The Centre for Health Equity Training, Research and Evaluation (CHETRE) worked with Greater Southern Area Health Service to enhance the organisation’s capacity to undertake HIAs and to address health inequities.

Aims

To investigate the use of health impact assessment and health equity filters in Greater Southern Area Health Service

Design and Method

CHETRE supported HIAs in Greater Southern Area Health Service, as well as developing and trialling an equity filter to assist internal planning and decision-making.

HNEAHS Health Equity Framework

Project Coordinator
Marilyn Wise

Investigators
Marilyn Wise, Elizabeth Harris, Ben Harris-Roxas, Patrick Harris, Jane Lloyd

Partners
Hunter New England Area Health Service – Ms Kim Browne, Dr Sue Carter

Background

The development of a Framework to guide the clinical, administrative, and managerial staff of the Hunter New England Area Health Service (HNEAHS) in integrating a focus on health inequity into their core business was given priority by the AHS and the NSW Department of Health (now, Ministry of Health).

The HNEAHS Equity Framework Core Planning Group Core led work on the development of an Equity Framework, with a substantial amount of work already completed. The UNSW Centre for Health Equity Training, Research and Evaluation’s (CHETRE) was contracted to assist with developing and finalising the Equity Framework.

Design and Method

The Hunter New England Health Equity Framework was finalised in 2009.

Implementation of Healthy Planning Principles in Two Local Councils in New South Wales

Project Coordinator
Patrick Harris

Investigators
Patrick Harris, Marilyn Wise, Ben Harris-Roxas, John Kurko

Partners

Background

This study examines the implementation of healthy planning principles in two local governments in New South Wales. The study will look at how each Council has incorporated healthy planning principles within their contemporary planning practices in relation to a single policy that each council has implemented.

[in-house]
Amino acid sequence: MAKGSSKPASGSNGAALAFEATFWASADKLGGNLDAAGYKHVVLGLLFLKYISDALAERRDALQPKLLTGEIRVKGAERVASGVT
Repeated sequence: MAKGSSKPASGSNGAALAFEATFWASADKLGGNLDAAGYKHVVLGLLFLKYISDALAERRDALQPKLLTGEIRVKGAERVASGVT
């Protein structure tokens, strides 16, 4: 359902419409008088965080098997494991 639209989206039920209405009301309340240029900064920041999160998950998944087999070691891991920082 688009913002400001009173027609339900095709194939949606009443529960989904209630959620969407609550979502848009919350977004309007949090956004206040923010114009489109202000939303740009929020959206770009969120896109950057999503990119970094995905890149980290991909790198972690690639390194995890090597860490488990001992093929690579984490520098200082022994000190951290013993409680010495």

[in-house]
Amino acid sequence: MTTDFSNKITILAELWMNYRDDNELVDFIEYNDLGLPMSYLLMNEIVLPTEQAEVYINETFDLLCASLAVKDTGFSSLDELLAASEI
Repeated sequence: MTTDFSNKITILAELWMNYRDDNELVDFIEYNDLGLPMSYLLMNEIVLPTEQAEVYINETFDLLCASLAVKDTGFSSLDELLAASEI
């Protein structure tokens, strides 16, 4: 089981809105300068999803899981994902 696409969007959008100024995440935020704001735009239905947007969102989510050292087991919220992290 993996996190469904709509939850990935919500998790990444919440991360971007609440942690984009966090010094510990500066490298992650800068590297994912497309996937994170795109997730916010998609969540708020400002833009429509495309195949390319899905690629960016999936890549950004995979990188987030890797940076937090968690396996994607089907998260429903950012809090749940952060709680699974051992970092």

Aims

  • To investigate the implementation of healthy planning principles in two local governments in NSW
  • To investigate the use of Healthy by Design as a mechanism to promote the use of healthy planning principles

Design and Method

The Healthy by Design guidance will be used by two local governments in NSW. Data on the implementation of the healthy design principles will be collected through document review and semi-structured interviews.

Health Impact Assessment Support: Queensland Tropical Population Health Unit

Project Coordinator
Patrick Harris

Investigators
Patrick Harris, Marilyn Wise, Ben Harris-Roxas

Funder
Queensland Health Tropical Population Health Services

Background

Our work with Queensland Health’s Tropical Population Health Services has been to build the service’s capacity to undertake health impact assessment. In 2008 we provided three day HIA training to facilitate the unit to ‘learn by doing HIA’s. We subsequently have provided help desk support for the conduct of two HIAs in 2008/9; a rapid HIA on the re-development of Townsville’s urban centre, and an intermediate HIA on the Mackay regional development plan. We will be providing further help desk support and training for HIA work in 2009/10. The unit recently received the CPHCE HIA award for their ongoing capacity building work.

New South Wales HIA Project

The New South Wales Health Impact Assessment Project ran from 2003 to 2009 and was funded and extensively supported by NSW Health. The project sought to build the capacity of NSW Health to use HIA to improve internal planning and decision-making, and as a way to engage external partners on initiatives which influence health outcomes.

More than 20 HIAs were undertaken as part of the NSW HIA Project, it led in more than a dozen publications and two major HIA events.

Key Publications

Formal Project Evaluations

  • Quigley and Watts. 2008. Independent Evaluation of Phase 3 of the NSW HIA Project, Quigley and Watts Pty Ltd: Wellington. Access Full Report PDF | Access Sumary Report PDF
  • Harris, E. 2007. NSW Health HIA Capacity Building Program: Mid-term Review. UNSW Research Centre for Primary Health Care and Equity, University of New South Wales: Sydney. Access PDF
  • Menzies, T. 2007. Reflections on ways HIA can be made most useful to Local Government in NSW. UNSW Research Centre for Primary Health Care and Equity, University of New South Wales: Sydney. Access PDF

Project Related Publications

2010

  • Harris E, Harris-Roxas B. Health in All Policies: A pathway for thinking about our broader societal goals, Public Health Bulletin SA, 7(2): 43-46, 2010. Access Articl

2009

  • Ampt, M., Harris, P., Wise, M. The Health Impacts of the Design of Hospital Facilities on Patient Recovery and Wellbeing, and Staff Wellbeing: A Review of the Literature. Centre for Health Equity Training, Research and Evaluation. Part of the UNSW Research Centre for Primary Care and Equity, UNSW, Australia, 2008. Access PDF
  • Christl, B., Harris, P., Wise M. A review of the evidence of the impact of public transport on population health in Australia. Centre for Health Equity Training, Research and Evaluation, UNSW, Australia, 2009. Access PDF